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 grafting 
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Joined: Tue Feb 01, 2005 12:16 pm
Posts: 3
Post grafting
I wonder if anyone has tried this method before!
When I make the cut on either the rootstock or the scion wood I seem to have a hard time making the surface of the cut as straight and smooth as I would like. I purchased a small block plane and find it makes all the difference in the world. I can make perfectly smooth and straight cuts using the block plane. I dont like to use the tongue/cleft method as it makes an unsightly graft as the tree grows older, so I simply use electrical tape to bind the two surfaces of the rootstock and scion wood together. Don't get frightened just yet; I put the tape on the wood in reverse with the non-sticky surface toward the bark of the tree. One can make a very secure graft in this fashion finishing off with a good coating of grafting wax. Try this; you might like it!

Dutchman


Sun Apr 10, 2005 7:49 am
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Joined: Thu Jan 27, 2005 11:27 pm
Posts: 1147
Location: Yamhill County, Oregon
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Interesting Experimentation! As far as making a straight cut on the scion and rootstock, the block plane sounds good, but I'm finding the technique difficult to envision. At the HOS grafting classes this spring I did notice a problem with knives. It was suggested every participant bring their own, and there were a number of loaners - very sharp "paring knives." Most participants were having difficulty achieving straight cuts. I tried several knives and quickly discovered the problem. Their thin steel blades allowed them to flex, causing a concaved cut. Never clean or smooth, the torn edges on both scion & stock weren't looking good...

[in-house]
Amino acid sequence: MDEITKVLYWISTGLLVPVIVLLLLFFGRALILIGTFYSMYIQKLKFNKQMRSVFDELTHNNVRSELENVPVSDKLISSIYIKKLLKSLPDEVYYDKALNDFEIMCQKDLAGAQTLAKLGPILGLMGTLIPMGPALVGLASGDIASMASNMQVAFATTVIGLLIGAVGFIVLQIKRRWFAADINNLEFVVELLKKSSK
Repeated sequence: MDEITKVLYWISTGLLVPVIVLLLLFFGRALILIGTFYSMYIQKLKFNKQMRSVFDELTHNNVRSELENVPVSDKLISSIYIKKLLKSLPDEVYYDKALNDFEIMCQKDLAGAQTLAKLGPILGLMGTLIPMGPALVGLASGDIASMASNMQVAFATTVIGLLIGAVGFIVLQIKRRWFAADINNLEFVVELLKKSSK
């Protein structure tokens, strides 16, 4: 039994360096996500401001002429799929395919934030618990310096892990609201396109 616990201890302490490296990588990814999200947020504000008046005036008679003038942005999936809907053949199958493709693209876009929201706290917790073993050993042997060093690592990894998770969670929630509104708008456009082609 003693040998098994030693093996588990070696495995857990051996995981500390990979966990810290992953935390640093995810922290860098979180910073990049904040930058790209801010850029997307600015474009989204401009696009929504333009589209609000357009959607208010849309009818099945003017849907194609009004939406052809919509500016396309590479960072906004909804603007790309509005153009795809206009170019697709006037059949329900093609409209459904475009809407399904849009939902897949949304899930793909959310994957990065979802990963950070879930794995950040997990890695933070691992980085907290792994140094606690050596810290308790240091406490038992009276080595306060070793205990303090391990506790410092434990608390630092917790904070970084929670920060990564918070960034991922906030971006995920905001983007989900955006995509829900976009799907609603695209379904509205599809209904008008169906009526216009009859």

What did work were our "real" grafting knives - ridged stainless steel blades, sharpened from only one side (though mine came tapered from both?). I've heard that a "good grafter" can make the cut in one slice - I'm getting better... But I've found that careful "whittling" can bring them to precision! But no tongue? It's a mechanical measure that maintains the critical alignment of at least one side of the cambial layers. With a scion and rootstock of identical diameter, "just taping" might work fine, but size discrepancy is generally our greatest problem.